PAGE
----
Sex at the L.A. public library
On Tuesday night, colleague Alan Zarembo invited me to attend a discussion at the downtown L.A. public library where we learned, among other things, that:
-- The average volume of a boar's ejaculate is 1.5 cups.
-- When copulating rodents are presented with morsels of cheese, the female gets distracted but the male does not.
-- A scientist, concerned that man-made fibers were harming human male sperm counts, conducted experiments with rats fitted with little polyester pants to track the effect on their fertility.
The speaker was Mary Roach, author of the new book "Bonk: The Curious Coupling of Science and Sex" (Norton, 2008), a history of sex research. Questions from the interviewer weren't so hot, but Roach was fun and a font of interesting sex-science tidbits and anecdotes, such as her description of the camera-dildo used by landmark sex researchers Masters and Johnson to track the response of the vagina to penetration.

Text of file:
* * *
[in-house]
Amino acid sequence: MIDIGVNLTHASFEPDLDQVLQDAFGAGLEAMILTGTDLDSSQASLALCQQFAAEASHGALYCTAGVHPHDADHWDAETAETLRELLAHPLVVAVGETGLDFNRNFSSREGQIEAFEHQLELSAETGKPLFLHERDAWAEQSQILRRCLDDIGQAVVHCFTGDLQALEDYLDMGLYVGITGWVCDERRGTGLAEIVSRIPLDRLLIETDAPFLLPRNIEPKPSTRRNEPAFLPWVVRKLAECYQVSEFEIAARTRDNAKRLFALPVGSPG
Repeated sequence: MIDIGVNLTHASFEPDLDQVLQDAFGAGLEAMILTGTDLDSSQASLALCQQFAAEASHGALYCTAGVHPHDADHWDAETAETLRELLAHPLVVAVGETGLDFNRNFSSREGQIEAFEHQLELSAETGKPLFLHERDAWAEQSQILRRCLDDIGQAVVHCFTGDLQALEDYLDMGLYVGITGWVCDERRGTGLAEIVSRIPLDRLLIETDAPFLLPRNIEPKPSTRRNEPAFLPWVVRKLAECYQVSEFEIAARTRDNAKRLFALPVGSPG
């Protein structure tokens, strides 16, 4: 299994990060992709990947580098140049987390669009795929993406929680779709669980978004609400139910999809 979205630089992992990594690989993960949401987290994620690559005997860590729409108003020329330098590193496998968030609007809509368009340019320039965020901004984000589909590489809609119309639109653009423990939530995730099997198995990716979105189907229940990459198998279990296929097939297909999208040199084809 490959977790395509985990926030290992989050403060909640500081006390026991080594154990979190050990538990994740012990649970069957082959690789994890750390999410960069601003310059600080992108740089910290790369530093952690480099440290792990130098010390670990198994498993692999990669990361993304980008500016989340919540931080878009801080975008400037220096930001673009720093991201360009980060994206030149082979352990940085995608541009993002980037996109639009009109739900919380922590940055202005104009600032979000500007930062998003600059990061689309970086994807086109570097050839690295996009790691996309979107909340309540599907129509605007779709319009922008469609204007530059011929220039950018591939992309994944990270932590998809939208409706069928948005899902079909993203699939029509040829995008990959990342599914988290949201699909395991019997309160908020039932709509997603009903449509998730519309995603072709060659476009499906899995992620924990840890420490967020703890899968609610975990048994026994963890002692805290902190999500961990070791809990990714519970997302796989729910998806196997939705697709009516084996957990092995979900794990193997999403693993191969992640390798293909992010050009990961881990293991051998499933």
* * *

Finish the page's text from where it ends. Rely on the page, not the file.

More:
The audience seemed especially to like the story of Roach's participation, with her husband, in a British sex experiment: The pair were examined via ultrasound while having intercourse, Roach taking notes for her book all the while. And Roach even learned a fact from an audience member, one she lamented not including in her book: Scientists once had a theory that human semen "surfs" along the lining of the vagina toward its target.
In recent years, some sex researchers and sociologists have decried the increased medicalization of sexuality with its drug company-financed focus on finding drugs to solve sexual problems. Roach, too, expressed sadness about this trend. Drug studies, she said, aren't nearly as fun to write about as rodents wearing miniature polyester pants.
Photo: David Paul Morris/W.W. Norton via Bloomberg News